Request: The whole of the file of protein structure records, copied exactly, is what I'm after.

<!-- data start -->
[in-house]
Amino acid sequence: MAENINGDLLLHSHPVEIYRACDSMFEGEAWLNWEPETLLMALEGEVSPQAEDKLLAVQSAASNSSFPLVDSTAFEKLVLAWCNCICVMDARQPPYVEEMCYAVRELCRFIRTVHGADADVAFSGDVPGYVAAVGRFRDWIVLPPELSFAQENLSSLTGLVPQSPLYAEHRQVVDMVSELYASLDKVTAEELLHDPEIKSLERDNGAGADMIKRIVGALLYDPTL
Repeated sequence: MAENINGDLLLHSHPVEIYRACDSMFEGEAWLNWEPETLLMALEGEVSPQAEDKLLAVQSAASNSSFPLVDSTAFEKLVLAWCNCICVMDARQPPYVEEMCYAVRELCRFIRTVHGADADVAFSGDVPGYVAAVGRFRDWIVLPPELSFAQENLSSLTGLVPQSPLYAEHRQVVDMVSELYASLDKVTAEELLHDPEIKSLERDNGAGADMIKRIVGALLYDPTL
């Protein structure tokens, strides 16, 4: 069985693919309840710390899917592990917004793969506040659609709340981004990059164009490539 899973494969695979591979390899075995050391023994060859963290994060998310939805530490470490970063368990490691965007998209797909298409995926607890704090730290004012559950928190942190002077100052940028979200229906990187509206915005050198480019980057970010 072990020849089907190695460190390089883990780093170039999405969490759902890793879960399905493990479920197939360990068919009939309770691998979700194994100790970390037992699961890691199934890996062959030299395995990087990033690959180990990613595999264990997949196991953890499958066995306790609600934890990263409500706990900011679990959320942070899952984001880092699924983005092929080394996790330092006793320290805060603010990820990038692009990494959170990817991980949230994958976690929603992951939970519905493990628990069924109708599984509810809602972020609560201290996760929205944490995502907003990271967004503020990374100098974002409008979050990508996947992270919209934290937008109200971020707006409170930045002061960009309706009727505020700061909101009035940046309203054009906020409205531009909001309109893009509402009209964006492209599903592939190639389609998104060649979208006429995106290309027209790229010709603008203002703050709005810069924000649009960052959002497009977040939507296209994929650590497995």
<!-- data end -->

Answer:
[in-house]
Amino acid sequence: MAENINGDLLLHSHPVEIYRACDSMFEGEAWLNWEPETLLMALEGEVSPQAEDKLLAVQSAASNSSFPLVDSTAFEKLVLAWCNCICVMDARQPPYVEEMCYAVRELCRFIRTVHGADADVAFSGDVPGYVAAVGRFRDWIVLPPELSFAQENLSSLTGLVPQSPLYAEHRQVVDMVSELYASLDKVTAEELLHDPEIKSLERDNGAGADMIKRIVGALLYDPTL
Repeated sequence: MAENINGDLLLHSHPVEIYRACDSMFEGEAWLNWEPETLLMALEGEVSPQAEDKLLAVQSAASNSSFPLVDSTAFEKLVLAWCNCICVMDARQPPYVEEMCYAVRELCRFIRTVHGADADVAFSGDVPGYVAAVGRFRDWIVLPPELSFAQENLSSLTGLVPQSPLYAEHRQVVDMVSELYASLDKVTAEELLHDPEIKSLERDNGAGADMIKRIVGALLYDPTL
């Protein structure tokens, strides 16, 4: 069985693919309840710390899917592990917004793969506040659609709340981004990059164009490539 899973494969695979591979390899075995050391023994060859963290994060998310939805530490470490970063368990490691965007998209797909298409995926607890704090730290004012559950928190942190002077100052940028979200229906990187509206915005050198480019980057970010 072990020849089907190695460190390089883990780093170039999405969490759902890793879960399905493990479920197939360990068919009939309770691998979700194994100790970390037992699961890691199934890996062959030299395995990087990033690959180990990613595999264990997949196991953890499958066995306790609600934890990263409500706990900011679990959320942070899952984001880092699924983005092929080394996790330092006793320290805060603010990820990038692009990494959170990817991980949230994958976690929603992951939970519905493990628990069924109708599984509810809602972020609560201290996760929205944490995502907003990271967004503020990374100098974002409008979050990508996947992270919209934290937008109200971020707006409170930045002061960009309706009727505020700061909101009035940046309203054009906020409205531009909001309109893009509402009209964006492209599903592939190639389609998104060649979208006429995106290309027209790229010709603008203002703050709005810069924000649009960052959002497009977040939507296209994929650590497995």